Posts Tagged Veronique Olmi
Making lists of my favorite books, music, films proves challenging every year. Thus I’m making a list of 20. To put it in perspective, I’ve read 90 books at this writing. I have a few in progress. Here are the one’s that I keep thinking about and recommending to others [If I reviewed it, I linked to the review]:
11. Make It Stay by Joan Frank [Permanent Press]
12. Divorce Islamic Style by Amara Lakhous [Europa]
13. The Lion is In by Delia Ephron [Blue Rider Press]
14. Beside the Sea by Veronique Olmi [Tin House Books]
15. The News from Spain by Joan Wickersham [Knopf]
16. Hemingway’s Girl by Erika Robuck [NAL, 2012]
17. Threats by Amelia Gray [Farrar, Straus and Giroux]
18. MISS FULLER by April Bernard [SteerForth Press]
19. Cascade by Maryanne O’Hara [Viking]
20. An Unattended Death by Victoria Jenkins [The Permanent Press]
Beside the Sea by Veronique Olmi (Translated from French by Adriana Hunter). Publisher: Tin House Books (September 2012). Fiction. Hardcover. 119 pages. ISBN: 978-1935639428.
“I’m the only one who’s so exhausted, didn’t I used to long to be knocked down by a car and break my leg so I’d finally have a good enough reason to be left in peace? When am I going to be left in peace? I’m just missing a few chemicals, yes, that’s what I tell myself when I swallow my pills, I’ve got fewer chemicals than other people . . . maybe it’s that simple, maybe that’s all it is: a few more chemicals . . . a few less . . .”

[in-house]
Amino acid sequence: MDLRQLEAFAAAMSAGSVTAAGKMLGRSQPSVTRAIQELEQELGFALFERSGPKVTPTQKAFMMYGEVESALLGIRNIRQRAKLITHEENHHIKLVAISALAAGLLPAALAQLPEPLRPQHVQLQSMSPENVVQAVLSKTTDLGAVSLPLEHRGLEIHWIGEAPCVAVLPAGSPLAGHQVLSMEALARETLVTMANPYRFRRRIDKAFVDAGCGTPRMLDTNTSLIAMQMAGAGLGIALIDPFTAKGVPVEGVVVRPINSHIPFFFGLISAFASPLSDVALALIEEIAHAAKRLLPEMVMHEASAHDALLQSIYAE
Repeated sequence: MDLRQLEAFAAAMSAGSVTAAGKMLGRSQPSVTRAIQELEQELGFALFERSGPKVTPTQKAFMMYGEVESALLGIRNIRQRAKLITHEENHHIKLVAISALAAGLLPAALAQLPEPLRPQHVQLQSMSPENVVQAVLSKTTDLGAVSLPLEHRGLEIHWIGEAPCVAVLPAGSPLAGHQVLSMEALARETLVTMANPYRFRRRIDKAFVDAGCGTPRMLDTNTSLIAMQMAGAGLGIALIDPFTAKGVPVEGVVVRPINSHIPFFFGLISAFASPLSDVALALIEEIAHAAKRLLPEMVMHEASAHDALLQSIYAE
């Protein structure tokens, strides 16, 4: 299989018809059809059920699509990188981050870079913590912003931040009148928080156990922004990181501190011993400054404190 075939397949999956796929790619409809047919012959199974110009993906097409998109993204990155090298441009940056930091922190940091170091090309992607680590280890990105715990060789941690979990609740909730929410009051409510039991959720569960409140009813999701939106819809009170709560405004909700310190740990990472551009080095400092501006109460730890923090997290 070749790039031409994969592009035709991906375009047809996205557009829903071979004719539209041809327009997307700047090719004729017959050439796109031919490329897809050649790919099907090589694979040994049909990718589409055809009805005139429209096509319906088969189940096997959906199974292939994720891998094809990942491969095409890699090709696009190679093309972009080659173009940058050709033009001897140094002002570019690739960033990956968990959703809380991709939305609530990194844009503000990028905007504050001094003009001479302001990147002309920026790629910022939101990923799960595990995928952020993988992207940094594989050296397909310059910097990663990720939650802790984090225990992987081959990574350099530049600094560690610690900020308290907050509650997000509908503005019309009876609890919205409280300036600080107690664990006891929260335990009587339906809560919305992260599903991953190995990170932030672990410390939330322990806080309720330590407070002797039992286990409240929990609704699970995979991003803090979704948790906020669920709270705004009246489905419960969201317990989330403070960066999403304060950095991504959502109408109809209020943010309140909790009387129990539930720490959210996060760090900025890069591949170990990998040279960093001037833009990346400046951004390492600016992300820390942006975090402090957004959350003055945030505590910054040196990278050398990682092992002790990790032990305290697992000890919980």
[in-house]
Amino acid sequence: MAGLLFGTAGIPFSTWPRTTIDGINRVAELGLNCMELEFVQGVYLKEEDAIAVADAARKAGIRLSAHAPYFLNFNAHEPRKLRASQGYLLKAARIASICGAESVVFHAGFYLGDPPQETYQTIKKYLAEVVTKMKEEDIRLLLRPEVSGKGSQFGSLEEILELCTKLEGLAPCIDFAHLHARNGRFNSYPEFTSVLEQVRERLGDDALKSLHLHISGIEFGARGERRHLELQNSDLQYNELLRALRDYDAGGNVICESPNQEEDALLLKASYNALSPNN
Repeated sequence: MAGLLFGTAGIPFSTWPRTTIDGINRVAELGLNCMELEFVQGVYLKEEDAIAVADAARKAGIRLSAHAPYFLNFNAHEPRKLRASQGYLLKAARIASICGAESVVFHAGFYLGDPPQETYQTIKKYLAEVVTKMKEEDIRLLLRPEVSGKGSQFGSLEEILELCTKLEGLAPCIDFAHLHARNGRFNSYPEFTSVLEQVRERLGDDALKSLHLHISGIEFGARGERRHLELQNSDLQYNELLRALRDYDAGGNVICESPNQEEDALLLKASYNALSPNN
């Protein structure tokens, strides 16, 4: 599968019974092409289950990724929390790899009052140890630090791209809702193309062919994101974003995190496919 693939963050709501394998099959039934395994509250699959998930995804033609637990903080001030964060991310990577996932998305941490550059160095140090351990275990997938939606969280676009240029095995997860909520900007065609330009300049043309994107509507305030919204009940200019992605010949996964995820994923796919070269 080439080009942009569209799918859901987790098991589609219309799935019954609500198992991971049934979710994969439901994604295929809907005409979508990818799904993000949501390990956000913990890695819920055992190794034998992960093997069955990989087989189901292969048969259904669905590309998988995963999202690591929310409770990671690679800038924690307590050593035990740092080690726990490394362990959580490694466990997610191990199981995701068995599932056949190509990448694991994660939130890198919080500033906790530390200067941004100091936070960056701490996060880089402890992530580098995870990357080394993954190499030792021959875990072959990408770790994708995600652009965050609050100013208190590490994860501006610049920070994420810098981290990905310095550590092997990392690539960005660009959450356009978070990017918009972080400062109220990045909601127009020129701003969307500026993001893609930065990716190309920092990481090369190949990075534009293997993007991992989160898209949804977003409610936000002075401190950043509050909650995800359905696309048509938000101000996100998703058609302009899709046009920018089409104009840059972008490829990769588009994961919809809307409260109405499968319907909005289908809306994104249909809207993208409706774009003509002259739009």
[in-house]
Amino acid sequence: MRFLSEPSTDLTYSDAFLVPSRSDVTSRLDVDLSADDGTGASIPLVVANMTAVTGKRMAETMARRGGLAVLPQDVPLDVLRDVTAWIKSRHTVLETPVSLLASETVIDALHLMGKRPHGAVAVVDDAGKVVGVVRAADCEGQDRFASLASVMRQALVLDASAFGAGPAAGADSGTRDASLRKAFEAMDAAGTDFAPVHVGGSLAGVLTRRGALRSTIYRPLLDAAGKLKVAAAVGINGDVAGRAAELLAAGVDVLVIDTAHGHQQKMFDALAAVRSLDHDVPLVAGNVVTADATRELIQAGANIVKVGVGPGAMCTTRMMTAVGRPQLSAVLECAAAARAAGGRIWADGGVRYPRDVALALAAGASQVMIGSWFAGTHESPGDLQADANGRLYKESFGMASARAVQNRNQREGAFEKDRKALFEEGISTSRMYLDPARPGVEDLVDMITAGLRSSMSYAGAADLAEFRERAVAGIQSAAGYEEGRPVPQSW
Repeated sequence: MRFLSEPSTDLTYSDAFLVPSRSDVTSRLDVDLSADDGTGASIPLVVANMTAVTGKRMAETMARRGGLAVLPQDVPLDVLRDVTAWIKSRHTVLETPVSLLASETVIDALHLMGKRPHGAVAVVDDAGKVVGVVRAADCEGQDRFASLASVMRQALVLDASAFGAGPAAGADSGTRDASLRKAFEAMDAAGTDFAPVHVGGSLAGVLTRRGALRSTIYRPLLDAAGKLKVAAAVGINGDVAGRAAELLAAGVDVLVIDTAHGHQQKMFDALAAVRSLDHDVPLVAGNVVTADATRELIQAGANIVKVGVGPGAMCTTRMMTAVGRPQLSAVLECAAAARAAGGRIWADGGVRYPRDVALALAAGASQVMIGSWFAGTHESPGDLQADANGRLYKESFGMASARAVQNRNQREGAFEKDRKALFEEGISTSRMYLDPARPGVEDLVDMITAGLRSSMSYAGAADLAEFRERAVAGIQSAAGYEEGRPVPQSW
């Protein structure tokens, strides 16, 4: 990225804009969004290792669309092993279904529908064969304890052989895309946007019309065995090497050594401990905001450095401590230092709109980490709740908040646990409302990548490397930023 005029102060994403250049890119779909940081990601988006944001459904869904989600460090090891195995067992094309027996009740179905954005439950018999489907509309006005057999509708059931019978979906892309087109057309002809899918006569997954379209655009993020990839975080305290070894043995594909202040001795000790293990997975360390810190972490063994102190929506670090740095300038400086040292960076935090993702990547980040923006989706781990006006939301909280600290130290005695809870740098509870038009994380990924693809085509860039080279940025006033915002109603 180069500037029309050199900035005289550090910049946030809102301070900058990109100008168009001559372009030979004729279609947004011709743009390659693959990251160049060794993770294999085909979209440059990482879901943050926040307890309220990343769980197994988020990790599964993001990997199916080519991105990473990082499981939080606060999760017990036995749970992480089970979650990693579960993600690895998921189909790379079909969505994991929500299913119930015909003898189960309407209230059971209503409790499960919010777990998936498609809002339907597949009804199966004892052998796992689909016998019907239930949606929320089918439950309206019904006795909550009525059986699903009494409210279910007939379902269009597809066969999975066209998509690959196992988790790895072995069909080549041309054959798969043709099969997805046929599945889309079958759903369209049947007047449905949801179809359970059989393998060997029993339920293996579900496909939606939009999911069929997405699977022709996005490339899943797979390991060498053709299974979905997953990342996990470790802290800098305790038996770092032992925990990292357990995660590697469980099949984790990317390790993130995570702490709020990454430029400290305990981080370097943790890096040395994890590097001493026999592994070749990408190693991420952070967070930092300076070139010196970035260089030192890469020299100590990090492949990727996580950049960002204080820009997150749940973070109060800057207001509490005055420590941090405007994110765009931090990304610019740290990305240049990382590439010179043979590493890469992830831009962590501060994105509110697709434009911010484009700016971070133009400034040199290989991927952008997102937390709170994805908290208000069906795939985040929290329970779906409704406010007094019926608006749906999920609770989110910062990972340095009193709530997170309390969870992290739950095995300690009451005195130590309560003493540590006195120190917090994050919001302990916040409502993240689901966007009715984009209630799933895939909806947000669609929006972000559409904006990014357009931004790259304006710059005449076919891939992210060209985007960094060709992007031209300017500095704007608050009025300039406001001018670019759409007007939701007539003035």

In her first novel, French playwright Veronique Olmi provides a devastating, unnerving and realistic portrait of depression. The author unfurls these details within a confined space, time and realm as the subject, a single mother of two young sons, feels them herself. Trapped by limited choices and poor decisions. Feeling alienated by society. Hearing voices, seeing things, sleeping poorly. Lonely. Immense physical pains. Aching throughout her body. Swearing and short-tempered with her children one minute and smothering them with kisses and attention the next. Feeling an inadequate mother as she recalls showing up late again to pick up her son at school or that her son’s don’t have everything that other children might have. She’s struggling. She’s tired. She takes her boys to see the ocean. A pile of change in hand, she will spare nothing for their happiness on this one day. Is this their last day? Is it her last day? It’s dark and elegantly written. And you won’t want to stop reading it once you’ve started.
FTC Disclosure: I received this book for review from the publisher.